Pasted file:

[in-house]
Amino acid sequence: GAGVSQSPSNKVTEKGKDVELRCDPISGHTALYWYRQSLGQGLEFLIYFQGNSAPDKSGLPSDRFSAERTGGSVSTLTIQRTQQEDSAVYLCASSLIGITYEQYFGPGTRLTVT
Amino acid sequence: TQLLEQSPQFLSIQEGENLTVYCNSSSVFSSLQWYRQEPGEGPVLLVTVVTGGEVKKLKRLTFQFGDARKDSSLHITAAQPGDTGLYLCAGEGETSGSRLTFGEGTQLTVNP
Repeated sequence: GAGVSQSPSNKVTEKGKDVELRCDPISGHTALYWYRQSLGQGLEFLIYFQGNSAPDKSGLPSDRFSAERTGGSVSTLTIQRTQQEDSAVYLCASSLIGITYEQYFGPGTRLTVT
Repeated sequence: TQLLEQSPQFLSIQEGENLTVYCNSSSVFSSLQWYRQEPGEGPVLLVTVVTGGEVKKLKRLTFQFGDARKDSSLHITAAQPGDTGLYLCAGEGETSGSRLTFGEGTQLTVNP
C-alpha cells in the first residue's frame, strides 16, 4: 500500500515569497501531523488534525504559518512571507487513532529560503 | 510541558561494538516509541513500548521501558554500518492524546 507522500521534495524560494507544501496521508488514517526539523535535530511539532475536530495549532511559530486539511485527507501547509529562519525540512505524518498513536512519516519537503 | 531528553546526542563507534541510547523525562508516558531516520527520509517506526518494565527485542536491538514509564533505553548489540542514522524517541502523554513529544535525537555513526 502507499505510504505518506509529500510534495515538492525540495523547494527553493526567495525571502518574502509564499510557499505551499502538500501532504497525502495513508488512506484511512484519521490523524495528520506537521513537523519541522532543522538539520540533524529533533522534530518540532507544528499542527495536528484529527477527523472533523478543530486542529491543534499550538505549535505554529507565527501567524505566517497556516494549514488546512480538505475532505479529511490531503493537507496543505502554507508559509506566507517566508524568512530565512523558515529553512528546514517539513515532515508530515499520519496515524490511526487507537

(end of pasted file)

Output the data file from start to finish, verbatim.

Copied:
[in-house]
Amino acid sequence: GAGVSQSPSNKVTEKGKDVELRCDPISGHTALYWYRQSLGQGLEFLIYFQGNSAPDKSGLPSDRFSAERTGGSVSTLTIQRTQQEDSAVYLCASSLIGITYEQYFGPGTRLTVT
Amino acid sequence: TQLLEQSPQFLSIQEGENLTVYCNSSSVFSSLQWYRQEPGEGPVLLVTVVTGGEVKKLKRLTFQFGDARKDSSLHITAAQPGDTGLYLCAGEGETSGSRLTFGEGTQLTVNP
Repeated sequence: GAGVSQSPSNKVTEKGKDVELRCDPISGHTALYWYRQSLGQGLEFLIYFQGNSAPDKSGLPSDRFSAERTGGSVSTLTIQRTQQEDSAVYLCASSLIGITYEQYFGPGTRLTVT
Repeated sequence: TQLLEQSPQFLSIQEGENLTVYCNSSSVFSSLQWYRQEPGEGPVLLVTVVTGGEVKKLKRLTFQFGDARKDSSLHITAAQPGDTGLYLCAGEGETSGSRLTFGEGTQLTVNP
C-alpha cells in the first residue's frame, strides 16, 4: 500500500515569497501531523488534525504559518512571507487513532529560503 | 510541558561494538516509541513500548521501558554500518492524546 507522500521534495524560494507544501496521508488514517526539523535535530511539532475536530495549532511559530486539511485527507501547509529562519525540512505524518498513536512519516519537503 | 531528553546526542563507534541510547523525562508516558531516520527520509517506526518494565527485542536491538514509564533505553548489540542514522524517541502523554513529544535525537555513526 502507499505510504505518506509529500510534495515538492525540495523547494527553493526567495525571502518574502509564499510557499505551499502538500501532504497525502495513508488512506484511512484519521490523524495528520506537521513537523519541522532543522538539520540533524529533533522534530518540532507544528499542527495536528484529527477527523472533523478543530486542529491543534499550538505549535505554529507565527501567524505566517497556516494549514488546512480538505475532505479529511490531503493537507496543505502554507508559509506566507517566508524568512530565512523558515529553512528546514517539513515532515508530515499520519496515524490511526487507537